In the summer of 2009 the metropolitan area of greater Vancouver, Canada experienced an extreme hot weather event that resulted in a 40% increase in mortality over a 7-day period. However, only one of the deaths during this period included an International Classification of Diseases (ICD) code for ambient heat as the underlying cause. Rapid, case-only analyses conducted with the administrative vital statistics data indicated that mortality during the hot weather event was shifted towards deaths in the community, younger seniors (aged 65–74 years), densely populated areas, and more deprived areas . Recent studies conducted in other urban areas have also indicated that a lack of residential greenness contributes to an increased risk of mortality during extreme hot weather [19, 20].
Here we leverage these known associations to probabilistically separate the excess deaths from the expected deaths using a novel resampling approach applied within a case-control framework. The reasoning is as follows: (1) some of the deaths that occur during an extreme hot weather event are expected, regardless of temperature; (2) those expected deaths are similar to deaths that occur during typical summer weather with respect to characteristics that describe the decedents, their residential neighborhoods, and the circumstances of their deaths; (3) if the expected deaths alone were to be included in a case-control analysis with typical weather deaths, the effects of variables known to be associated with heat-related mortality should be null; (4) if the expected number of deaths is repeatedly sampled from all deaths observed during the extreme hot weather event, deaths that are consistently present in non-null subsets are more likely to have occurred because of the heat.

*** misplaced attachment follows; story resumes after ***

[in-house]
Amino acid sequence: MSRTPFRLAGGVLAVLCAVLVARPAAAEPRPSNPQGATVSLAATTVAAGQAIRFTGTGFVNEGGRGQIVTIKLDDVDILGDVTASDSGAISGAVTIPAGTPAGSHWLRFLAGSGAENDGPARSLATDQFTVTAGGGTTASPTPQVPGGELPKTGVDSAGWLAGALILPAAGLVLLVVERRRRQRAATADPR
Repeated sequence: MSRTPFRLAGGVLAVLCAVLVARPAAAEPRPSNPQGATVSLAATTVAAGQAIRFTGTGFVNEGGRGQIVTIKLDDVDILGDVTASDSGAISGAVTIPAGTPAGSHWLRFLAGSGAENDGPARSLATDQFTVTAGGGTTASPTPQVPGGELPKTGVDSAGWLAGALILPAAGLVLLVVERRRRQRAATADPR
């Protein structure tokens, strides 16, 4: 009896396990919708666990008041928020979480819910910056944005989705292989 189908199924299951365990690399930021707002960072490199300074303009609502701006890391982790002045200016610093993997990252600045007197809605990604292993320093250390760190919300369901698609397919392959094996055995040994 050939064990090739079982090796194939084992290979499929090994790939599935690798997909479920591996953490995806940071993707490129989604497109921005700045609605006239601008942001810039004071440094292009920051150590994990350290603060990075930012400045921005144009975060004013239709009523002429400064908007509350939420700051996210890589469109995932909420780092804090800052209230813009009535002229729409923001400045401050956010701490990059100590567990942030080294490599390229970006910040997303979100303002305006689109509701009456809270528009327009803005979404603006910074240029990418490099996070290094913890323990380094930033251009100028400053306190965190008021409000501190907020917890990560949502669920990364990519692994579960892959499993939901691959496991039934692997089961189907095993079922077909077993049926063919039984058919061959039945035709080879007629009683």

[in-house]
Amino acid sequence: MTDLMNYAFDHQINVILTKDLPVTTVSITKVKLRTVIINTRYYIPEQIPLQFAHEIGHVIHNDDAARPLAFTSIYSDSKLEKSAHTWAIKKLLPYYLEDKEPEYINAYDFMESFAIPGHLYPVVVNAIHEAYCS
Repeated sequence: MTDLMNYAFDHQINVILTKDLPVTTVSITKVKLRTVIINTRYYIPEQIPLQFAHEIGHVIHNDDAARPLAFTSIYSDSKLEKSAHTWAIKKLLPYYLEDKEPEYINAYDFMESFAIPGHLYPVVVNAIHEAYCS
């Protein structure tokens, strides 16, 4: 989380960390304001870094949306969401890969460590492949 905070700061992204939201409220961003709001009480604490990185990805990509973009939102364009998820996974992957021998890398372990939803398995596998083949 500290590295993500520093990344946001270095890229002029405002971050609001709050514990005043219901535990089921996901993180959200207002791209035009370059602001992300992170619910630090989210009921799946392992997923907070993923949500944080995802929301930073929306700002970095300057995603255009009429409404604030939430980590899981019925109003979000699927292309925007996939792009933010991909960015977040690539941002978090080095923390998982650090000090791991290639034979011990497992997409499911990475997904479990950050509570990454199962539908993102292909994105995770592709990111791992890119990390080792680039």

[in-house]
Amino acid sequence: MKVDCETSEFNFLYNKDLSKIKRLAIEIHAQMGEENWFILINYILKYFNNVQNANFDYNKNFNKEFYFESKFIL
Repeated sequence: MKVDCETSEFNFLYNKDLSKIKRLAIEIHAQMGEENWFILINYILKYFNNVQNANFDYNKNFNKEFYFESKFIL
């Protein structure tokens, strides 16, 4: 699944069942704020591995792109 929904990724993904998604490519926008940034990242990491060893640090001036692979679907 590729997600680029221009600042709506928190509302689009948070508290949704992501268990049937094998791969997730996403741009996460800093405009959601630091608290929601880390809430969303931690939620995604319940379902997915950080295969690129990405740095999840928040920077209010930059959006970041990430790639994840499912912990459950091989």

The 2009 extreme hot weather event in greater Vancouver has been described in detail elsewhere [17, 20]. In brief, Vancouver is a coastal city with a population of 2.8 million residents and a mild climate. The average (standard deviation) high temperature on summer days (June through August) is 21 °C (3 °C) at Vancouver International Airport (YVR). The hottest 7-day period of 2009 occurred between July 27 and August 2, with high temperatures ranging from 26 °C to 34 °C and low temperatures ranging from 16 °C to 22 °C at YVR. Although these conditions may not seem extreme when compared with those experienced elsewhere, they were unprecedented in the history of the study area . There were 411 adult deaths from all causes during this period, compared with an average (standard deviation) of 297 (22) during all other summer weeks of 2009–2012. Deaths started to increase above baseline on July 26, and the increase was sustained until August 2 with no clear evidence of mortality displacement (Fig. 1). Here we define the extreme event as July 27 through August 2 to be consistent with our previous case-only analyses, and we do not consider the impacts of air pollution because we have already reported that the ambient concentrations remained relatively low .